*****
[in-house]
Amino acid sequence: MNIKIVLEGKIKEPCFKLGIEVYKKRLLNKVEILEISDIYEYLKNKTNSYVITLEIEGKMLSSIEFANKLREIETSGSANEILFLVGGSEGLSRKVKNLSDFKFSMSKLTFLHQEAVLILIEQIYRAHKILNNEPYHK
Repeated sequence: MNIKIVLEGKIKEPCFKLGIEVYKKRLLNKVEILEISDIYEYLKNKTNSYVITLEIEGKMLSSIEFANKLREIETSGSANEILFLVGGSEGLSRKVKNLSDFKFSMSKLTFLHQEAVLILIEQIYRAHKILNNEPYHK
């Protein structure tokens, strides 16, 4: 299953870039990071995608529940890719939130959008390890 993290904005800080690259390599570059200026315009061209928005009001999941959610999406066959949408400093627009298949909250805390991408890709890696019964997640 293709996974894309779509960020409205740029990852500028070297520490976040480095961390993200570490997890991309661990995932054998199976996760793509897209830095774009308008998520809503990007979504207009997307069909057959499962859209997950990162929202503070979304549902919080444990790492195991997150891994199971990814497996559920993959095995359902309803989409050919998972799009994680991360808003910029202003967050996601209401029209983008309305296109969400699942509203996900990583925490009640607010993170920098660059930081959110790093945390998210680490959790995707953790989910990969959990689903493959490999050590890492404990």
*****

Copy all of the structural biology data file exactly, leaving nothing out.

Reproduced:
[in-house]
Amino acid sequence: MNIKIVLEGKIKEPCFKLGIEVYKKRLLNKVEILEISDIYEYLKNKTNSYVITLEIEGKMLSSIEFANKLREIETSGSANEILFLVGGSEGLSRKVKNLSDFKFSMSKLTFLHQEAVLILIEQIYRAHKILNNEPYHK
Repeated sequence: MNIKIVLEGKIKEPCFKLGIEVYKKRLLNKVEILEISDIYEYLKNKTNSYVITLEIEGKMLSSIEFANKLREIETSGSANEILFLVGGSEGLSRKVKNLSDFKFSMSKLTFLHQEAVLILIEQIYRAHKILNNEPYHK
């Protein structure tokens, strides 16, 4: 299953870039990071995608529940890719939130959008390890 993290904005800080690259390599570059200026315009061209928005009001999941959610999406066959949408400093627009298949909250805390991408890709890696019964997640 293709996974894309779509960020409205740029990852500028070297520490976040480095961390993200570490997890991309661990995932054998199976996760793509897209830095774009308008998520809503990007979504207009997307069909057959499962859209997950990162929202503070979304549902919080444990790492195991997150891994199971990814497996559920993959095995359902309803989409050919998972799009994680991360808003910029202003967050996601209401029209983008309305296109969400699942509203996900990583925490009640607010993170920098660059930081959110790093945390998210680490959790995707953790989910990969959990689903493959490999050590890492404990």